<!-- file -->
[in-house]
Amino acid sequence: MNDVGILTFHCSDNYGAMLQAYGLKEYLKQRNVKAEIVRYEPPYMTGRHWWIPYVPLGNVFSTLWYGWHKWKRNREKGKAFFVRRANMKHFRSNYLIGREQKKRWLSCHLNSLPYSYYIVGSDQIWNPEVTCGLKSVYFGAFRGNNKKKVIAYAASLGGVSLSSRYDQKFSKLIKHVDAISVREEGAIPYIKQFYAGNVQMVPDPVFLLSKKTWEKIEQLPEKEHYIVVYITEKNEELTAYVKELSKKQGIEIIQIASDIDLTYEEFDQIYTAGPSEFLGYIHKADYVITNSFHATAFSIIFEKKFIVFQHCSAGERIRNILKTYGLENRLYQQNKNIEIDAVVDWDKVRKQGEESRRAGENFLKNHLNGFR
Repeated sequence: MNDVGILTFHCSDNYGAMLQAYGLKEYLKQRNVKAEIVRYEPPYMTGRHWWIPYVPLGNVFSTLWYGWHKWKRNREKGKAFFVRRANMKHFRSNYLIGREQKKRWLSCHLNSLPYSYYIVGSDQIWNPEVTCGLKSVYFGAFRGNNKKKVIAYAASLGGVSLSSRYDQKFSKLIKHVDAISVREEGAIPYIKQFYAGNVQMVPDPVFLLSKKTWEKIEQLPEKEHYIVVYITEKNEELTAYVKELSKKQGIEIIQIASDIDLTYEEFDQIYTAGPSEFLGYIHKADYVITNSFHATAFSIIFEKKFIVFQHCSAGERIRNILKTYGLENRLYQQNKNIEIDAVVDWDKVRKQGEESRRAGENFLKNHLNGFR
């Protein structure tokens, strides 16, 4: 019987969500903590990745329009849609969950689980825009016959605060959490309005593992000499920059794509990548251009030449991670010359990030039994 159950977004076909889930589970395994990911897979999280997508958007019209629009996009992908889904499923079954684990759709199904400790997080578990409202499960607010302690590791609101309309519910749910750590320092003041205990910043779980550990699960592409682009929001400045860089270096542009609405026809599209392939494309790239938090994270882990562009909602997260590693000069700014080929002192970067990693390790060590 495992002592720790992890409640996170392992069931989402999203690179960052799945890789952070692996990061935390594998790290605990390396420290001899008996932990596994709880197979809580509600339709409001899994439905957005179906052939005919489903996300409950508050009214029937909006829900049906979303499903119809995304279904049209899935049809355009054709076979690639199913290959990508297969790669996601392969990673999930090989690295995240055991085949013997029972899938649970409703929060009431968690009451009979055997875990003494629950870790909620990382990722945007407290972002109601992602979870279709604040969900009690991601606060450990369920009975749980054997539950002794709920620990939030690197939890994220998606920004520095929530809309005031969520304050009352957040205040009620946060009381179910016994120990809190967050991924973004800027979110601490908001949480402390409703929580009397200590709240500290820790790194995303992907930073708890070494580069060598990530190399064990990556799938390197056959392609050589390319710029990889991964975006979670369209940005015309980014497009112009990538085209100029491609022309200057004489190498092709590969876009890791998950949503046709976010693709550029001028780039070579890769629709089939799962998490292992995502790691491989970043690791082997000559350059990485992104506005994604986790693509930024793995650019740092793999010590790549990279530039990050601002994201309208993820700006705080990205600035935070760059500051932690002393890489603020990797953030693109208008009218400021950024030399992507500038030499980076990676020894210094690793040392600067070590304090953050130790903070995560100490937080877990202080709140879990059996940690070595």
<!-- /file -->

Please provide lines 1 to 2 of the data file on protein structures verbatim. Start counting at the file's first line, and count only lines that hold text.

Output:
[in-house]
Amino acid sequence: MNDVGILTFHCSDNYGAMLQAYGLKEYLKQRNVKAEIVRYEPPYMTGRHWWIPYVPLGNVFSTLWYGWHKWKRNREKGKAFFVRRANMKHFRSNYLIGREQKKRWLSCHLNSLPYSYYIVGSDQIWNPEVTCGLKSVYFGAFRGNNKKKVIAYAASLGGVSLSSRYDQKFSKLIKHVDAISVREEGAIPYIKQFYAGNVQMVPDPVFLLSKKTWEKIEQLPEKEHYIVVYITEKNEELTAYVKELSKKQGIEIIQIASDIDLTYEEFDQIYTAGPSEFLGYIHKADYVITNSFHATAFSIIFEKKFIVFQHCSAGERIRNILKTYGLENRLYQQNKNIEIDAVVDWDKVRKQGEESRRAGENFLKNHLNGFR